Monday, January 30, 2006

How to talk like a chemist: Hydroxide, hydroxyl? Aren't they the same thing?

The glucose molecule shown at left has lots of OH's on it. Are these hydroxides? Technically, no. Hydroxides are ions, individual OH- units, either in solution or in a crystal. In glucose, the OHs are termed hydroxyl groups, where the OH is bound covalently to the molecule. The name gives a clue to the chemical structure and expected reactivity!

Alchohols have as a distinguishing feature a hydroxyl group, and therefore don't behave as bases (losing hydroxide ions) like sodium hydroxide would, even though their chemical formulas might look similar. For example, compare the formulas for sodium hydroxide (NaOH) and ethyl alchohol (CH3CH2OH).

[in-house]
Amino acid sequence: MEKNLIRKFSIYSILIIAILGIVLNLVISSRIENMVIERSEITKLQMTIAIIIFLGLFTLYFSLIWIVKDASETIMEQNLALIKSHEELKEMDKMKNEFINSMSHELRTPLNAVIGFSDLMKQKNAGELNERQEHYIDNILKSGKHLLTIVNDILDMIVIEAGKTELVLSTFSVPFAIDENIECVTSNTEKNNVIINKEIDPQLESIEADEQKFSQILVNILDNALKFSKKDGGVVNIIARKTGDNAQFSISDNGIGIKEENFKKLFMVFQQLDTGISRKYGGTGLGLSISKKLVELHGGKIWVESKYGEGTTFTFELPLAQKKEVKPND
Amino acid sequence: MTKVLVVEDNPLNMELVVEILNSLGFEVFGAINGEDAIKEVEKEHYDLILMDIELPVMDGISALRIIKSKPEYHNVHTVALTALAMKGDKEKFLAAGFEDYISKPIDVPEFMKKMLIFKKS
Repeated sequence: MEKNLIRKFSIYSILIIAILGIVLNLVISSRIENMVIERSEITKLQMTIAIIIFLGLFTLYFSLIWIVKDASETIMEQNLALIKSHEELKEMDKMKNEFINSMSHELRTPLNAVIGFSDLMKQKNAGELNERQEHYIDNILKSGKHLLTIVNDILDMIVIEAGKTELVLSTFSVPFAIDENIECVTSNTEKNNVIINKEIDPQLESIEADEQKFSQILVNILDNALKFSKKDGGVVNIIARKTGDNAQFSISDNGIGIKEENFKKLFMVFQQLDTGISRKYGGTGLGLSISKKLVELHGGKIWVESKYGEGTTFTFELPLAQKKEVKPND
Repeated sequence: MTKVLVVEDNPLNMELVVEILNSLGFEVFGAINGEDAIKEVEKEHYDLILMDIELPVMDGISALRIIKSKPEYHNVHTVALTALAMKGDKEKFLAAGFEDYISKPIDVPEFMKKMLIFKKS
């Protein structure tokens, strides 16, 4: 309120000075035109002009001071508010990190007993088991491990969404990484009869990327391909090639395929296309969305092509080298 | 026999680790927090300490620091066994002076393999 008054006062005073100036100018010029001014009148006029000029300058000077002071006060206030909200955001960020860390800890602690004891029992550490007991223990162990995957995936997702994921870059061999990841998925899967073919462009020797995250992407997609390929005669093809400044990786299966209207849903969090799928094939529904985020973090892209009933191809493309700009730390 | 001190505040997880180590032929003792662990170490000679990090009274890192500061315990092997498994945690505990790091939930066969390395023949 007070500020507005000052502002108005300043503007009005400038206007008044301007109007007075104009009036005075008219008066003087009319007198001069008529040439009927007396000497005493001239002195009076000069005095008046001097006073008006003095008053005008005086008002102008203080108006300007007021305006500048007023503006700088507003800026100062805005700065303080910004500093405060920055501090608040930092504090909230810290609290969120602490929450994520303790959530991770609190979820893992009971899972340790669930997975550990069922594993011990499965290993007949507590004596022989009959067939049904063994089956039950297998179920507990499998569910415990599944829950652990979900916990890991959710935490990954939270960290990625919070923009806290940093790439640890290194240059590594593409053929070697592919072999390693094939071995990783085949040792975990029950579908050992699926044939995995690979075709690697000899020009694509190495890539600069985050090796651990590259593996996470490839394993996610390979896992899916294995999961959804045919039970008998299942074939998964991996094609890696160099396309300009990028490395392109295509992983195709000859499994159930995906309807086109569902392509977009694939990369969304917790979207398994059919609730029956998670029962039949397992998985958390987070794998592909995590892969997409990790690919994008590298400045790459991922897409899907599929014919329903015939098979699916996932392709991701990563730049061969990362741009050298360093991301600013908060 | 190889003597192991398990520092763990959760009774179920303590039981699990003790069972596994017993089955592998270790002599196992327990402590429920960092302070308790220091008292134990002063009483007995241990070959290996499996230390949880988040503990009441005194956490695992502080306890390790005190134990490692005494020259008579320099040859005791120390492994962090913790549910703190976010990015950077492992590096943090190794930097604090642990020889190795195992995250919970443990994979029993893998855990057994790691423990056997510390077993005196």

1 Comments:

Anonymous Anonymous said...

This is very clear! I appreciate it! It's really helpful.

October 09, 2013 11:12 AM  

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